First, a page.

But doctors should strongly discourage parents from letting kids under 2 use these devices, ruled the brand-new media guidelines from the American Academy of Pediatrics.
Clearly, there’s a big gap between what children and parents are doing and what doctors advise. The CSM study found that children spend less time in front of screens than they did two years ago. But that drop is due mostly to a loss of interest in traditional media; time on phones and tablets is up big since 2011.
Two years ago, for instance, only 14 percent of kids under 2 had used a computer or mobile device — now 48 percent have. And while the AAP recommends that children spend no more than one to two hours in front of a TV or computer, this survey shows most kids fall at the very upper limit of that spectrum, devoting an hour and 55 minutes each day to their screens.
Among the other findings from the CSM report:
- The average child (used throughout the report to mean a kid 8 or younger) spends an hour and 19 minutes watching TV or DVDs, 11 minutes using a computer, 10 minutes playing video games, and 15 minutes using a mobile device each day.
- By age 2, two-thirds of kids have watched a TV and 38 percent have used a smartphone or tablet.
- 75 percent of children have access to a smartphone or tablet at home, up from 52 percent in 2011.
- Nearly one in five kids uses a mobile device every day.
- Nearly three in five parents has downloaded a mobile app for their kids.
- The average child spends 11 minutes a day on the computer, a number that goes up with age.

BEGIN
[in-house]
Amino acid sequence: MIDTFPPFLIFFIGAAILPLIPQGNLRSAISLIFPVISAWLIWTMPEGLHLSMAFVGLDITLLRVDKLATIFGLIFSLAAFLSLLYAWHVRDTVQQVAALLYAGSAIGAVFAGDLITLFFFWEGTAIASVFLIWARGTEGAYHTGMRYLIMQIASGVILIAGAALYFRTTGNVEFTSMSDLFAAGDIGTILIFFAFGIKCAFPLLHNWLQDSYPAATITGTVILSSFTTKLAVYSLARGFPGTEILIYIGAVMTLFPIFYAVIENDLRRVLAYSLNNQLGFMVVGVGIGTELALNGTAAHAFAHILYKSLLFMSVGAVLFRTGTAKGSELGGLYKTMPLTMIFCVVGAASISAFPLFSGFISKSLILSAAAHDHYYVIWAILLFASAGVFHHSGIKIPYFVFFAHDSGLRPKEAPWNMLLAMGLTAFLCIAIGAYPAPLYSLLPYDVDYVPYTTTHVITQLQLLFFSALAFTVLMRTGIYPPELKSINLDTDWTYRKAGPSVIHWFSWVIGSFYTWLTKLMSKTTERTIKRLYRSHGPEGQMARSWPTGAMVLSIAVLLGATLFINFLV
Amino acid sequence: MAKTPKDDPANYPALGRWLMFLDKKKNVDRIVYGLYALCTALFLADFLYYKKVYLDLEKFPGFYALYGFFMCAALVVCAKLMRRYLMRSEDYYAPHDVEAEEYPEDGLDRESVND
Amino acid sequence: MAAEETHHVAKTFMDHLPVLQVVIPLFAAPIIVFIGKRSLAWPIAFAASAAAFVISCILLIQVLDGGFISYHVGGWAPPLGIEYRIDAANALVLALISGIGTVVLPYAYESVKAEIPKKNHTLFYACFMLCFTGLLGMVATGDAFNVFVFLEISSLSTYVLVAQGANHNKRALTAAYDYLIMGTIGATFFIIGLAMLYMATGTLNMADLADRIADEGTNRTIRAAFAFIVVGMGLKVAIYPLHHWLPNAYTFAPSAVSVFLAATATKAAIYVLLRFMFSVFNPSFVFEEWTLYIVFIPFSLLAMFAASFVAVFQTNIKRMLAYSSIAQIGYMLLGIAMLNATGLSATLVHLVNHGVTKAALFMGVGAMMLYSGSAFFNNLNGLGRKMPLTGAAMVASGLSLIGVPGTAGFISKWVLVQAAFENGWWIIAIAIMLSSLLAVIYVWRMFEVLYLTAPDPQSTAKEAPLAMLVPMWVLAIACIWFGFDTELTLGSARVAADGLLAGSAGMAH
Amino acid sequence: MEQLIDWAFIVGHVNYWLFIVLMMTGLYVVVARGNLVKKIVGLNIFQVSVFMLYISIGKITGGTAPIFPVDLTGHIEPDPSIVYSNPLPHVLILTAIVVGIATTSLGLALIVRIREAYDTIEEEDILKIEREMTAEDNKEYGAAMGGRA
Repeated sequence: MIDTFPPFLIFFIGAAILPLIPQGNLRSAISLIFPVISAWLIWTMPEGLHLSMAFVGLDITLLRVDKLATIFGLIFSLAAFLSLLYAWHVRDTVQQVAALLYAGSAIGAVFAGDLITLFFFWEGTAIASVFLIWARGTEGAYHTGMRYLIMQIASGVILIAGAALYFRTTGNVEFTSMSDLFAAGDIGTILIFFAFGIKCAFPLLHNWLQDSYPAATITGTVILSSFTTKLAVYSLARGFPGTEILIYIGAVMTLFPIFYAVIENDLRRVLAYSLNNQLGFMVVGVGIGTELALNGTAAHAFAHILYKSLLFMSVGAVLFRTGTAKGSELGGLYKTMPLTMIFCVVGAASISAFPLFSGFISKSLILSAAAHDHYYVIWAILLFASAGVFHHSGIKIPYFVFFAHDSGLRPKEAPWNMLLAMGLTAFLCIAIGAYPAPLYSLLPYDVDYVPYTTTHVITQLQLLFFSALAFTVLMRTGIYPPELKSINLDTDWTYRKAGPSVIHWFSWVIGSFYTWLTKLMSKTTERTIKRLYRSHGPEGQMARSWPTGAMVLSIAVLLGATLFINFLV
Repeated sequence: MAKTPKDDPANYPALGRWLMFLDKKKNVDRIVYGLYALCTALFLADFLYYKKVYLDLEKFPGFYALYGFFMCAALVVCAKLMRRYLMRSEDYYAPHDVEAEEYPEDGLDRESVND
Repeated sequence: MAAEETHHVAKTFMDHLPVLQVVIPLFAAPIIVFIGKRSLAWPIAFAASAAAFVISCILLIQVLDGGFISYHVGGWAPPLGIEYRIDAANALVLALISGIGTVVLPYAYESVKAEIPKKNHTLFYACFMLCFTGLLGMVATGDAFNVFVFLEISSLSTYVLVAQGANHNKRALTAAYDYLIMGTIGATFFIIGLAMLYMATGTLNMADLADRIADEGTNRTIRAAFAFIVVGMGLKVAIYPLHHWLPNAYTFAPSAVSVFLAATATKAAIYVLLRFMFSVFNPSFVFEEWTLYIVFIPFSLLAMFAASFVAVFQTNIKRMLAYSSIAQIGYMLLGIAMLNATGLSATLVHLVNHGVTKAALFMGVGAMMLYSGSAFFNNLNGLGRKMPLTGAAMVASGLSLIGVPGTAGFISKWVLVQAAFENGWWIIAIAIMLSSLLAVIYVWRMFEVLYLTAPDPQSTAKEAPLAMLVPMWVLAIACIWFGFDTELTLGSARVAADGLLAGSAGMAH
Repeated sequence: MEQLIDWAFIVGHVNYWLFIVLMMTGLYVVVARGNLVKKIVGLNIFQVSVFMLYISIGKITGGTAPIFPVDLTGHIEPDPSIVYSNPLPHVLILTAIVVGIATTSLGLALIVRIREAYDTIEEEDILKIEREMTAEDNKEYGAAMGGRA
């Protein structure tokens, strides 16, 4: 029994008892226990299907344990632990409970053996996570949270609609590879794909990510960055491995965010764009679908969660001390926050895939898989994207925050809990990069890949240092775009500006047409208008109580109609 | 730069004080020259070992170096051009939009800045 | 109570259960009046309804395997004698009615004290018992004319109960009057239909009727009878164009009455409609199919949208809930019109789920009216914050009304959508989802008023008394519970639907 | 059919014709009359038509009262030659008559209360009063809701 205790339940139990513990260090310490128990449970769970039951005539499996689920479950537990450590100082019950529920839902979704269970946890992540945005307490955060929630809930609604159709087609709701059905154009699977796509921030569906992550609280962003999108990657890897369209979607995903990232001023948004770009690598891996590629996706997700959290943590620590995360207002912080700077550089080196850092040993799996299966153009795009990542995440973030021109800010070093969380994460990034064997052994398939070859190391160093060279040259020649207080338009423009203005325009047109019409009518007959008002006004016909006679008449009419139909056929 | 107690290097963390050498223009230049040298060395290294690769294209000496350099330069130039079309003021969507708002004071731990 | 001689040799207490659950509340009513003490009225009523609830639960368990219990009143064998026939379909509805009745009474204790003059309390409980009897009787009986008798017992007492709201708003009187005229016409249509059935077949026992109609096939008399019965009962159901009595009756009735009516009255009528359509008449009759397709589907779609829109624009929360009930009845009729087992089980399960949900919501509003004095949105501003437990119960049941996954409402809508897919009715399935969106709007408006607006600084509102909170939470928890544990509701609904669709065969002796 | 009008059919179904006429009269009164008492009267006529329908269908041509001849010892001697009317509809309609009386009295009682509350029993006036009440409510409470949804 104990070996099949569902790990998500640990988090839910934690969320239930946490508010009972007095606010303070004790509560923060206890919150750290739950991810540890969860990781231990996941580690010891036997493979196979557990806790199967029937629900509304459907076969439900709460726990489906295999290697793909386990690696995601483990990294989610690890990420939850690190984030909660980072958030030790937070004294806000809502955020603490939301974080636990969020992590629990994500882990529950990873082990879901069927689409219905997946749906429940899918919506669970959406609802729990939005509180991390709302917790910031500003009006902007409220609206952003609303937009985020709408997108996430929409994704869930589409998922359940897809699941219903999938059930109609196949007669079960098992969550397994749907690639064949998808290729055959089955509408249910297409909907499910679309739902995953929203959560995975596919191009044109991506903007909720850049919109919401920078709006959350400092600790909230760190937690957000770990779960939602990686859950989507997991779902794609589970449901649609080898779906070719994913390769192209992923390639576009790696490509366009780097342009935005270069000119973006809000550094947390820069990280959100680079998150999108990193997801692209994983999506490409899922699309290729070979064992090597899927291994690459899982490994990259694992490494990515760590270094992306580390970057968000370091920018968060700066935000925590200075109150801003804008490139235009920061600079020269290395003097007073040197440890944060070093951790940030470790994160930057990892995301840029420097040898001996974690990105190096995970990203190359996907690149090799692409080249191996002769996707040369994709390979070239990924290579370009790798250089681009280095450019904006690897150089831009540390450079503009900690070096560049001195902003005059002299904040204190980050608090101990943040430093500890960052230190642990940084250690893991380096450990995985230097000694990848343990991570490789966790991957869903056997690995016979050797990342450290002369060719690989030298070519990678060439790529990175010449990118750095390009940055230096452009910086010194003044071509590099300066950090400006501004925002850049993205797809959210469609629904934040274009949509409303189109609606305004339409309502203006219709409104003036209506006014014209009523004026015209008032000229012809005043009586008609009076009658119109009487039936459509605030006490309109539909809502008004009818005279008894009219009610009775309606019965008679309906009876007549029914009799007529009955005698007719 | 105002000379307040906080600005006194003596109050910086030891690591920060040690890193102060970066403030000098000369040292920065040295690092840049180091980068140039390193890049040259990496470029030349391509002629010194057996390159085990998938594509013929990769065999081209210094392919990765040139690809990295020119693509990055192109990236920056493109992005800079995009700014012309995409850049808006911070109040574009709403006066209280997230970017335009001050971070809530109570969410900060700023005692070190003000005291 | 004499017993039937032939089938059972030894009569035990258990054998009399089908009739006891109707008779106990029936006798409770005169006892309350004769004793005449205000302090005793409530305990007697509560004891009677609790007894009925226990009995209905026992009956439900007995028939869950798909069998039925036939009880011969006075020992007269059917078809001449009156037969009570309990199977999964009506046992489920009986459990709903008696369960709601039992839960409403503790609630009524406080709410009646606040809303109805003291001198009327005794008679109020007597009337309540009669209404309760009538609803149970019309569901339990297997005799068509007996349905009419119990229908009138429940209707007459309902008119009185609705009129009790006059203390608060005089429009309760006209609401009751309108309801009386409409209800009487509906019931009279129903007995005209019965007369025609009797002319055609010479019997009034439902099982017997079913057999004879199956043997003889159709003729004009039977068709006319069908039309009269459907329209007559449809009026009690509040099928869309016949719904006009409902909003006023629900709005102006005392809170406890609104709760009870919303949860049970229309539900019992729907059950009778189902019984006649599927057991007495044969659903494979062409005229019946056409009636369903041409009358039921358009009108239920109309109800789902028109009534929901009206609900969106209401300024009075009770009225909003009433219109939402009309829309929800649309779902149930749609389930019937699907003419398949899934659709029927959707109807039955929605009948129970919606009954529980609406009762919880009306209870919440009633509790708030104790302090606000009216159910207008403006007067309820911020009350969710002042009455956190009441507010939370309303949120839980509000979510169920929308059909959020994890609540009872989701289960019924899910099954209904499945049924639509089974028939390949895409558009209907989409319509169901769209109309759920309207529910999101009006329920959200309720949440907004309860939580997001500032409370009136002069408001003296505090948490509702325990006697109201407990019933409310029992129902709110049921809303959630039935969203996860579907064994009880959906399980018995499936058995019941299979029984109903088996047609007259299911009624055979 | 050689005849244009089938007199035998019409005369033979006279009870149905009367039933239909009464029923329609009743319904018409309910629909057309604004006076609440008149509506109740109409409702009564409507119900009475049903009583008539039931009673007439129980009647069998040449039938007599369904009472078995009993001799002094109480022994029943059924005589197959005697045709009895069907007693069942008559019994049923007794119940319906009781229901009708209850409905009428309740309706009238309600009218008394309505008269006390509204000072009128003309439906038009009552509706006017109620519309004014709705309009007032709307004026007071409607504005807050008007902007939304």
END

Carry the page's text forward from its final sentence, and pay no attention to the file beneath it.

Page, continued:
- 3 percent of kids use Facebook or another social network.
The question that CSM hesitates to answer is whether all this screentime is good or bad for kids. The short answer? We don't know for sure — which is why, AAP argues, we shouldn’t let kids loose around computers and cellphones.
There’s research that links unlimited media use to obesity, aggression, developmental delays and sleep and attention problems in young children. At the same time, shows like “Sesame Street” have enormous health benefits for little kids, the AAP says — which suggests certain kinds of educational programs or games could have health benefits, too. CSM finds that very young children are usually using apps and surfing the web for educational purposes. And the average child still spends more time reading than playing with apps or video games.
Of course, it will still be several years before researchers can conclusively measure the long-term effects of computer and smartphone use among small kids. Until then, we'll give the AAP the final word. Its recommendations to parents:
Limit the amount of total entertainment screen time to less than one or two hours a day.
Discourage screen media exposure for children under two years of age.
Keep the TV set and Internet-connected electronic devices out of the child’s bedroom.